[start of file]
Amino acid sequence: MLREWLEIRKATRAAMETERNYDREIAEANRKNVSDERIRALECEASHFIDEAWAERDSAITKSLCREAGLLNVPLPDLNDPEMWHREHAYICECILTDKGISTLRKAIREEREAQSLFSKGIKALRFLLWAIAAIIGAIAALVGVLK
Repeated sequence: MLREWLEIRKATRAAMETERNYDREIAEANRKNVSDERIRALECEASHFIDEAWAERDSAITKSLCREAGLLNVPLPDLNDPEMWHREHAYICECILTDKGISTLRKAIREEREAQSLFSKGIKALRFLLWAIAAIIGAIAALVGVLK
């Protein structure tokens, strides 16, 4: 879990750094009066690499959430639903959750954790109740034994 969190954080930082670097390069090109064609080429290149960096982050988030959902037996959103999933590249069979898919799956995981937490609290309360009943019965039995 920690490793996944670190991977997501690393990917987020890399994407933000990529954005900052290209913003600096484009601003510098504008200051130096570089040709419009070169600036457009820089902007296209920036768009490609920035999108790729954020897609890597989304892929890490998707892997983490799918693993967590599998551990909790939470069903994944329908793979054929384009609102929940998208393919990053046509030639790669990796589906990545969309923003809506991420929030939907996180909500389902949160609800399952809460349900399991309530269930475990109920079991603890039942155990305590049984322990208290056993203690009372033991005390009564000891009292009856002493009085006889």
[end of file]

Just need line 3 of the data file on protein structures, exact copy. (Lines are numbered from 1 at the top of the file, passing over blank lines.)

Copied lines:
């Protein structure tokens, strides 16, 4: 879990750094009066690499959430639903959750954790109740034994 969190954080930082670097390069090109064609080429290149960096982050988030959902037996959103999933590249069979898919799956995981937490609290309360009943019965039995 920690490793996944670190991977997501690393990917987020890399994407933000990529954005900052290209913003600096484009601003510098504008200051130096570089040709419009070169600036457009820089902007296209920036768009490609920035999108790729954020897609890597989304892929890490998707892997983490799918693993967590599998551990909790939470069903994944329908793979054929384009609102929940998208393919990053046509030639790669990796589906990545969309923003809506991420929030939907996180909500389902949160609800399952809460349900399991309530269930475990109920079991603890039942155990305590049984322990208290056993203690009372033991005390009564000891009292009856002493009085006889």